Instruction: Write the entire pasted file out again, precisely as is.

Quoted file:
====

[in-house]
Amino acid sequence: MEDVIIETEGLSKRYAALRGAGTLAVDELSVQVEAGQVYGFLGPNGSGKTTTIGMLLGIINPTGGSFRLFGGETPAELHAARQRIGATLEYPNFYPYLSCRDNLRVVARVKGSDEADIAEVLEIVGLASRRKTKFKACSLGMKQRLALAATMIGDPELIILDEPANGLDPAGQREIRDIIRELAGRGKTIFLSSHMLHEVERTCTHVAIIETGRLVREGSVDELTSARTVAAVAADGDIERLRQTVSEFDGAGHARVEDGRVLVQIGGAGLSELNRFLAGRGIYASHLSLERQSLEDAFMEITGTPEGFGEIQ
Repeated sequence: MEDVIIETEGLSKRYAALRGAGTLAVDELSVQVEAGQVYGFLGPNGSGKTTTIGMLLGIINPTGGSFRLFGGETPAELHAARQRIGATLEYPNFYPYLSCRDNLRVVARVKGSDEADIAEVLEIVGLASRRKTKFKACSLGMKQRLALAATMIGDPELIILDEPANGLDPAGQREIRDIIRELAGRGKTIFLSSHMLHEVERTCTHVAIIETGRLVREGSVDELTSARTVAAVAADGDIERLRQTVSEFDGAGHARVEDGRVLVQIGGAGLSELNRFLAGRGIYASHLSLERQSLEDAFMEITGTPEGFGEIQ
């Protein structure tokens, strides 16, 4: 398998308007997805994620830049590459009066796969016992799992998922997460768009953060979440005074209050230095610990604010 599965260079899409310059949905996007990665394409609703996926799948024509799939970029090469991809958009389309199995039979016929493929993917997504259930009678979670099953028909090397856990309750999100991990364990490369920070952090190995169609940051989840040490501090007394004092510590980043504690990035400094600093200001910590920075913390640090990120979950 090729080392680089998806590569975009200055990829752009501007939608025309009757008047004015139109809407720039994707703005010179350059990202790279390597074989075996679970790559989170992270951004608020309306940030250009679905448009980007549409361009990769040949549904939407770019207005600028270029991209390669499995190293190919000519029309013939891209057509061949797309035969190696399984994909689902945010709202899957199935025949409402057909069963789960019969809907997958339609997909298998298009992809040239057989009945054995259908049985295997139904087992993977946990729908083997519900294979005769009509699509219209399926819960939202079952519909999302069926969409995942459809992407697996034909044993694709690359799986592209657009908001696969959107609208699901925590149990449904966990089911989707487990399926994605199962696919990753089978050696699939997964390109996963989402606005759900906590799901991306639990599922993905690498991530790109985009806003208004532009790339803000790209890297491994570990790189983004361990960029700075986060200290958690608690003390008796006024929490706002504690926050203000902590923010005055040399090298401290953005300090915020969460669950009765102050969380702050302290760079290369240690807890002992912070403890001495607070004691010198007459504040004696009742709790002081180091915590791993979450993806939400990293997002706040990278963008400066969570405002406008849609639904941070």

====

[in-house]
Amino acid sequence: MEDVIIETEGLSKRYAALRGAGTLAVDELSVQVEAGQVYGFLGPNGSGKTTTIGMLLGIINPTGGSFRLFGGETPAELHAARQRIGATLEYPNFYPYLSCRDNLRVVARVKGSDEADIAEVLEIVGLASRRKTKFKACSLGMKQRLALAATMIGDPELIILDEPANGLDPAGQREIRDIIRELAGRGKTIFLSSHMLHEVERTCTHVAIIETGRLVREGSVDELTSARTVAAVAADGDIERLRQTVSEFDGAGHARVEDGRVLVQIGGAGLSELNRFLAGRGIYASHLSLERQSLEDAFMEITGTPEGFGEIQ
Repeated sequence: MEDVIIETEGLSKRYAALRGAGTLAVDELSVQVEAGQVYGFLGPNGSGKTTTIGMLLGIINPTGGSFRLFGGETPAELHAARQRIGATLEYPNFYPYLSCRDNLRVVARVKGSDEADIAEVLEIVGLASRRKTKFKACSLGMKQRLALAATMIGDPELIILDEPANGLDPAGQREIRDIIRELAGRGKTIFLSSHMLHEVERTCTHVAIIETGRLVREGSVDELTSARTVAAVAADGDIERLRQTVSEFDGAGHARVEDGRVLVQIGGAGLSELNRFLAGRGIYASHLSLERQSLEDAFMEITGTPEGFGEIQ
């Protein structure tokens, strides 16, 4: 398998308007997805994620830049590459009066796969016992799992998922997460768009953060979440005074209050230095610990604010 599965260079899409310059949905996007990665394409609703996926799948024509799939970029090469991809958009389309199995039979016929493929993917997504259930009678979670099953028909090397856990309750999100991990364990490369920070952090190995169609940051989840040490501090007394004092510590980043504690990035400094600093200001910590920075913390640090990120979950 090729080392680089998806590569975009200055990829752009501007939608025309009757008047004015139109809407720039994707703005010179350059990202790279390597074989075996679970790559989170992270951004608020309306940030250009679905448009980007549409361009990769040949549904939407770019207005600028270029991209390669499995190293190919000519029309013939891209057509061949797309035969190696399984994909689902945010709202899957199935025949409402057909069963789960019969809907997958339609997909298998298009992809040239057989009945054995259908049985295997139904087992993977946990729908083997519900294979005769009509699509219209399926819960939202079952519909999302069926969409995942459809992407697996034909044993694709690359799986592209657009908001696969959107609208699901925590149990449904966990089911989707487990399926994605199962696919990753089978050696699939997964390109996963989402606005759900906590799901991306639990599922993905690498991530790109985009806003208004532009790339803000790209890297491994570990790189983004361990960029700075986060200290958690608690003390008796006024929490706002504690926050203000902590923010005055040399090298401290953005300090915020969460669950009765102050969380702050302290760079290369240690807890002992912070403890001495607070004691010198007459504040004696009742709790002081180091915590791993979450993806939400990293997002706040990278963008400066969570405002406008849609639904941070």